Embracing your strengths will lead to more success. Photo by Jim Lafferty
When it comes to auditioning, you have to think like a casting director. What is your type? How can you embrace it so that you can get cast in the roles that fit you best?
Getting hired is about more than just talent. Directors are looking at everything: from your height, to your energy, to understudy requirements—if you are a replacement in a Broadway show, for example, you have to be able to slot into it seamlessly. The creative team will size you up immediately when you walk into the studio, so make sure you're projecting the right message from the start.
Originally from Paris, Liliane Montevecchi danced for Roland Petit as a young ballet dancer. In the 1950's she signed with MGM studios. Her credits with them include Daddy Long Legs and King Creole (starring Elvis Presley.) In 1958 she performed in the Broadway musical revue La Plume de Ma Tante. She went on to star in the famous Les Folies Bergeres. She was spectacular in the show with her gorgeous body, Italian passion and French glamour.
Liliane was also an elegant, classy and dynamic actress. She looked like a cover girl, and possessed the lean, long physique of a ballerina her entire life. She was on a carefully planned schedule with her eating, always aware that she had to fit into those revealing costumes. When it came to wearing the designers' pieces, she was in a class of her own. Her mother designed for French royalty, and it showed. Liliane recalls in an interview that she never saw her mother look bad. She was raised to be conscious of the image she presented to the public, and it paid off in her extensive career.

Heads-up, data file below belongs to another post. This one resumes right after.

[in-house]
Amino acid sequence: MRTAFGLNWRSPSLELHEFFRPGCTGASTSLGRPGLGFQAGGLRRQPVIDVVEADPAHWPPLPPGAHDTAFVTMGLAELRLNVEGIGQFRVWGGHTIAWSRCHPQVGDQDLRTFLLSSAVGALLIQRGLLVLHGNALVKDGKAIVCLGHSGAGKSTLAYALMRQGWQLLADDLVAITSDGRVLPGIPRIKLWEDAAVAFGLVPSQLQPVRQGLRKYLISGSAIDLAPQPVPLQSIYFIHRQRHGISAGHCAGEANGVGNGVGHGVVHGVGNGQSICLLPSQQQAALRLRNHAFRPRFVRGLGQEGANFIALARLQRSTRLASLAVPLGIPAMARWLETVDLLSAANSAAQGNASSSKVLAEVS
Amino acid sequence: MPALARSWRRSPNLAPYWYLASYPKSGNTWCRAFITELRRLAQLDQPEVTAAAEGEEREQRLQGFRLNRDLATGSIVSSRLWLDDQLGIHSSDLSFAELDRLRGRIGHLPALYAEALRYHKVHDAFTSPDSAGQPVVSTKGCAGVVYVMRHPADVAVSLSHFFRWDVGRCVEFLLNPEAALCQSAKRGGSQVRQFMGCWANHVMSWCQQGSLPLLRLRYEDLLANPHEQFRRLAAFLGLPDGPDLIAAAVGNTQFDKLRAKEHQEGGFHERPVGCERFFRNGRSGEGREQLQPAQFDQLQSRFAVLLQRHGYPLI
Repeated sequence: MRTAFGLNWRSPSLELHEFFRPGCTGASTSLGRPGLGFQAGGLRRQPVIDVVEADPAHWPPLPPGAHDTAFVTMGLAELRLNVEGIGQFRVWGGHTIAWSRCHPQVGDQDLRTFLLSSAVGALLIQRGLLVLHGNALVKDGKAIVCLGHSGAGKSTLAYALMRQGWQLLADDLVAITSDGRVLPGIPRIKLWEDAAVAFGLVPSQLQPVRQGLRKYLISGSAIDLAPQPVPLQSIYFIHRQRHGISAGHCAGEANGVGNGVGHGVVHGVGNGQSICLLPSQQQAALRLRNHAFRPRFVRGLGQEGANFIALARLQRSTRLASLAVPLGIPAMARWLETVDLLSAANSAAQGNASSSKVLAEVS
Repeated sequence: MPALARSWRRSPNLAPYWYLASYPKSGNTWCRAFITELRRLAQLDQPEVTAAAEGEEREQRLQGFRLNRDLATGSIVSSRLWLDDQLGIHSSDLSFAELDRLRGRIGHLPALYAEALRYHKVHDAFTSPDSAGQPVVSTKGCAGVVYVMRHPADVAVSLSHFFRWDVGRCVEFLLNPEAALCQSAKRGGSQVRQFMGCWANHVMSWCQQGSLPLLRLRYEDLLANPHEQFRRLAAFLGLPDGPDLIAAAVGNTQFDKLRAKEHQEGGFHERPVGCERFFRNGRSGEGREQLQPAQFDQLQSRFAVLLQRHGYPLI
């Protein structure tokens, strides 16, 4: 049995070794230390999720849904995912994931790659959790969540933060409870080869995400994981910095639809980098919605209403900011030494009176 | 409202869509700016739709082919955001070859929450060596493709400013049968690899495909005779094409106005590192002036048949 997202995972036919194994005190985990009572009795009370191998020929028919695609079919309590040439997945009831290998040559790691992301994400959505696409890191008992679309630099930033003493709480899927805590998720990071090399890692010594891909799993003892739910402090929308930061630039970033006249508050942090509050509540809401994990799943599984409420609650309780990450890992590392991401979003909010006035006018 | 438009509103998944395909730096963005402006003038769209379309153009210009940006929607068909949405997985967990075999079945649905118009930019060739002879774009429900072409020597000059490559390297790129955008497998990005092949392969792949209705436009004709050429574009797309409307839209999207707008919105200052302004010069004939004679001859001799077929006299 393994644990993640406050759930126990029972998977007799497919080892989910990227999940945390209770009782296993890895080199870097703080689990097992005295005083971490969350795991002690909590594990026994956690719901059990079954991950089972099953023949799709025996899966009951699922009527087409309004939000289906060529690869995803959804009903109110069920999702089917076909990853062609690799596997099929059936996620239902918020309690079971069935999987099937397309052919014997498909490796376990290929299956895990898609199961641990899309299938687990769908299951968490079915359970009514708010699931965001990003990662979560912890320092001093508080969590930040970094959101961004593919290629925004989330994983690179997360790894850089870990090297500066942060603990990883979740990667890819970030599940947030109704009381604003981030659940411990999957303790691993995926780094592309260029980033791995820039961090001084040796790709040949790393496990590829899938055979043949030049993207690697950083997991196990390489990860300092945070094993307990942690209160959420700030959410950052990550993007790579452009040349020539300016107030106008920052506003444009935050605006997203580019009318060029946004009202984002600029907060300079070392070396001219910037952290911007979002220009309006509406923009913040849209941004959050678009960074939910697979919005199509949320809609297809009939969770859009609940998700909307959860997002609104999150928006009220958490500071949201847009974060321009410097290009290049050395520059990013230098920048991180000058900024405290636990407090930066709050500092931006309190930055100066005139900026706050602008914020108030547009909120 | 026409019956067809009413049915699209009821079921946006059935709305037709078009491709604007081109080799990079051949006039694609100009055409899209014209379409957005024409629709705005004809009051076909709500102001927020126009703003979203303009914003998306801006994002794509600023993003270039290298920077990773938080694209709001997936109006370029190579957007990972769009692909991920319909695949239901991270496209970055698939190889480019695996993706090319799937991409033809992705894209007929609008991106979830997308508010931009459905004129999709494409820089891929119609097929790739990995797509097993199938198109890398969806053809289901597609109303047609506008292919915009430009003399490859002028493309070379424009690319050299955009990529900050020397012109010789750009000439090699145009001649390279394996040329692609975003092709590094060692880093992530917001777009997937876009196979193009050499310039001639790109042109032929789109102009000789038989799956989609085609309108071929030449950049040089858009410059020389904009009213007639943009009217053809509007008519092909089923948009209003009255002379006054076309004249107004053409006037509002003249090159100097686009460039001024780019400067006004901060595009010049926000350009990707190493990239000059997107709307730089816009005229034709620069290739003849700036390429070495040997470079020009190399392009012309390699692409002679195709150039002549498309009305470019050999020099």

Every dancer her their own limits. Photo by Ahmad Odeh/Unsplash
Last month, Yann Arnaud, an aerialist with Cirque de Soleil, died after plummeting to the stage in VOLTA. He was performing an aerial straps routine in Tampa, Florida, when one of his hands slipped and he fell 20 feet.
Professional dancers are often asked to perform stunts, some of them extremely dangerous. Even when the risks aren't life-threatening, it's important to listen to your gut.
Tune is still at home onstage. Photo by Franco Lacosta, courtesy Tune.
Tommy Tune is a man of many talents. The 10-time Tony Award–winning director, choreographer and star is famous for shows like Nine, My One and Only, The Will Roger's Follies and The Best Little Whorehouse in Texas.
Tune is in a special class of gifted director/choreographers that includes George Balanchine, Jerome Robbins and Michael Bennett—yet he also danced and starred in his musicals.
Today, he is touring the country with his nightclub act Tommy Tune Tonight. At 79, he is still lithe, graceful and willowy, and looks right at home onstage.
So what's it like to be backstage with the legend? Tune recently invited Dance Magazine behind the scenes for a rehearsal and performance in Los Angeles.